January 5th, 2008

bear on ice

The currents have their say, The time is drawing near...

A better day yesterday. Better than the day before. I wrote 1,057 words on Part Two of "The Crimson Alphabet" (for Sirenia Digest #26), which took care of O (for object trouvé), P (for Pandora), and Q (for quarry and quench). And, because Spooky likes it, I've decided to keep the bit I did on Thursday, which was N (for nanorobotics). With luck, I'll finish with "The Crimson Alphabet" tomorrow, because I have a doctor's appointment on Monday, and I know that's gonna screw up the whole day.

The Clarkesworld Magazine poll for favourite story of 2007 runs until January 14th, so if you enjoyed "The Ape's Wife" here's your chance to say so. Just click here for the poll.

One year ago today I began having the series of recurring dreams that led to my writing "In View of Nothing" (Sirenia Digest #16). Just thought I should mark the date.

And, speaking of the Digest, I have this email from David Kirkpatrick (corucia):

I agree with other comments on Untitled 31 - it is a very mature piece, with a lot of 'weight' to it. It gives the impression that there is more to it than you would expect from only 2200 words. In this regard it brings to mind a dark hole in a cliff-face - even up close you can't see very far into it, and on the surface it isn't very big, but you can just tell by the way the air moves and the sounds echo that the space inside is a lot larger than anyone might expect from the innocuous opening. However, given all that, if you wanted to expand upon it, I think you might have to move away from this particular bit, as it is rather static, and I'm not sure where or how you could add to this vignette the necessary action, movement or development that a longer piece usually requires. However, there's lots of twists and turns inherent in this fragment that would lend themselves to larger attentions.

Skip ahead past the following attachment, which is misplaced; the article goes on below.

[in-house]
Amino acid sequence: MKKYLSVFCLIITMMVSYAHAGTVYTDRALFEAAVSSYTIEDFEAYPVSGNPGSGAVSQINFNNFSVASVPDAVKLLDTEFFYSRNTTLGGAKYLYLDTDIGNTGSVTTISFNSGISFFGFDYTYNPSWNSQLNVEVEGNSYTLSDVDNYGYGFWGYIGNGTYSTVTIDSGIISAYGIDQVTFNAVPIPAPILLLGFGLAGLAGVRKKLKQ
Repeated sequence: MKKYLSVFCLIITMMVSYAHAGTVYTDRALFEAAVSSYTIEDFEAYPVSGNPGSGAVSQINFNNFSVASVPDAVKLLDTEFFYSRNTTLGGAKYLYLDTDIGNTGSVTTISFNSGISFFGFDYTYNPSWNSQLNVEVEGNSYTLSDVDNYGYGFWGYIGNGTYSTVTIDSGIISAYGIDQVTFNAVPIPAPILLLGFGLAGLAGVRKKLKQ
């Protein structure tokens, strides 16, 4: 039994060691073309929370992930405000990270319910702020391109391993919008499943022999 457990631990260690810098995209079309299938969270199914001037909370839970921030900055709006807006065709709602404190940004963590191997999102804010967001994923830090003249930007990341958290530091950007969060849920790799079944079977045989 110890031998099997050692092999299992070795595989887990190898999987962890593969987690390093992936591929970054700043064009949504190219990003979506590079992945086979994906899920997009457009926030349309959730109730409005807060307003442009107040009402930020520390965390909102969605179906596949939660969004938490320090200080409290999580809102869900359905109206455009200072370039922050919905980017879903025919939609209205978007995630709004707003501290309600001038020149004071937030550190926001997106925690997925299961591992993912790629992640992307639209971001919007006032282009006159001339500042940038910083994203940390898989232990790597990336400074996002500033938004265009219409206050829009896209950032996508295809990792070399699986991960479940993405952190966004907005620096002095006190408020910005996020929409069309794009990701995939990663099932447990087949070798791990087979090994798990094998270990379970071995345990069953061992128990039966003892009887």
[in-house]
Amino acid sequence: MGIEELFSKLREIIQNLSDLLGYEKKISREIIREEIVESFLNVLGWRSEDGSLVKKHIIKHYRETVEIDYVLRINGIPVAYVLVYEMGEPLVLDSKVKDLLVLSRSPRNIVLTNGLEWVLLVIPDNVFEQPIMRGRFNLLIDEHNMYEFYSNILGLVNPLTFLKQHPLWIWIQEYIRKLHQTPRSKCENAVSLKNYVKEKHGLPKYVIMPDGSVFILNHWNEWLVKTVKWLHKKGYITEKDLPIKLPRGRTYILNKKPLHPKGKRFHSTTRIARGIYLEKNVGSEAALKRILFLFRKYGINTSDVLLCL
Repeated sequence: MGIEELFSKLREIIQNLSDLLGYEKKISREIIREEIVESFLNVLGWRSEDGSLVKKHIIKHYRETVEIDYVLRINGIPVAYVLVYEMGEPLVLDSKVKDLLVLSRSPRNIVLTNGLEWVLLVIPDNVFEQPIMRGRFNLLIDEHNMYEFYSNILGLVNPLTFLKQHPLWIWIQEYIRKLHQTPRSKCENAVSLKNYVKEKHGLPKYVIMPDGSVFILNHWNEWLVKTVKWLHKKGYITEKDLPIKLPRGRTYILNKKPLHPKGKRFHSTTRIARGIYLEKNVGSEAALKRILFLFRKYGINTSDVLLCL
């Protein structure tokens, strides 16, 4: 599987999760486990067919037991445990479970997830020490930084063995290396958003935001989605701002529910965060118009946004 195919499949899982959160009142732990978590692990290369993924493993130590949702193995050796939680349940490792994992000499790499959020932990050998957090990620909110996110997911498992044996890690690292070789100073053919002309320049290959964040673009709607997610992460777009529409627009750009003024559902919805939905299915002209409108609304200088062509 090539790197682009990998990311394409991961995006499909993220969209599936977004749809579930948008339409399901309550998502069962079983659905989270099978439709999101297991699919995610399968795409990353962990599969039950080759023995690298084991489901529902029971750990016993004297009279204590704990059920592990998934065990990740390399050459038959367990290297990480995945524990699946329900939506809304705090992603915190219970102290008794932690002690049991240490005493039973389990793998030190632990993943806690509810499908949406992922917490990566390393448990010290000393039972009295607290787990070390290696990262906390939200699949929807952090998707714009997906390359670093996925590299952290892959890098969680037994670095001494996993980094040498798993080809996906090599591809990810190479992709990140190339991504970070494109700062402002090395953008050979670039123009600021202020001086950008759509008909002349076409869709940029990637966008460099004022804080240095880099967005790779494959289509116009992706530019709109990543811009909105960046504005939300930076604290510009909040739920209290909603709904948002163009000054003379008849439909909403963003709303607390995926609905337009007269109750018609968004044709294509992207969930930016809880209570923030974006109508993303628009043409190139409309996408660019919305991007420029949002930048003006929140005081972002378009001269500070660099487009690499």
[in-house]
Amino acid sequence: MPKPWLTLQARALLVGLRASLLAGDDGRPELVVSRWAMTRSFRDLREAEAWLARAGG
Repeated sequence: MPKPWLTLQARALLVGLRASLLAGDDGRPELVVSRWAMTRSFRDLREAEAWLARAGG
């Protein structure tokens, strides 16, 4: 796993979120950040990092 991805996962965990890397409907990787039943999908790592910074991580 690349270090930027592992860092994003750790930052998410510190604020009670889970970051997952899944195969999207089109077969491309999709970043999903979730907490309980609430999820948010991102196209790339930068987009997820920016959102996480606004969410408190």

I'm a big fan of "The Black Alphabet," and I was excited to hear that you were assaying the form again. "The Crimson Alphabet" hasn't disappointed, and I think that the color choice for this one was quite appropriate. Most of these vignettes are bloody, either in thought or deed. D is for Dagon was an interesting take on the evolution of gods and monsters; I wouldn't mind more on this topic. I enjoyed immensely the turns of phrasing and the narrator viewpoint in F is for Futanari - a pleasing contrast to the earlier pieces. K is for Kelpie invoked some great visuals. I'm looking forward to the second half. I'd love to see both Alphabets done as graphic novels, with individual artists illustrating each of the letters. Almost the dark reflection of medieval illuminated manuscripts. Of course, it'd likely get banned, or lead to some poor comic store owner getting into enormous legal troubles...

Probably, yeah, at least. But I like the hole-in-a-cliff-face analogy, as it got me to thinking about the Dandridge House again. It has surprised me, the feedback regarding "Untitled 31," as I was somewhat insecure about the piece, but I am very pleased that people are enjoying it.

Last night, we tried to get Kindernacht going again, but we chose Rob Zombie's remake of Halloween and William Friedkin's Bug (2006; from a screenplay by Tracy Letts, based on his play) for our double feature. Both were superb, but a little more intense than the usual Kindernacht fare. I was never much of a fan of Carpenter's original Halloween (1978), but I did enjoy Rob Zombie's take on the story more than I'd expected I would. It's a far, far better film than his House of 1,000 Corpses (2003), but not nearly as satisfying as The Devil's Rejects (2005). And someone desperately needs to take the man aside and explain to him that Sheri Moon Zombie simply cannot fucking act. At all. And that his films would be significantly improved by her omission from them. As for Bug, wow. It would have been one of my favourite films of 2006, had I seen it when it was originally released. I went in expecting a fairly grisly sf thriller, and I got something far, far worse. Ashley Judd and Michael Shannon both deliver brilliant performances, and I strongly recommend this film.

Okay. This has gone on rather long, and letter R awaits. Oh, I should also mention that we have two eBay auctions ending this evening, and Spooky says she'll be listing more items later today. Thanks!
  • Current Music
    NIN, "The Great Below"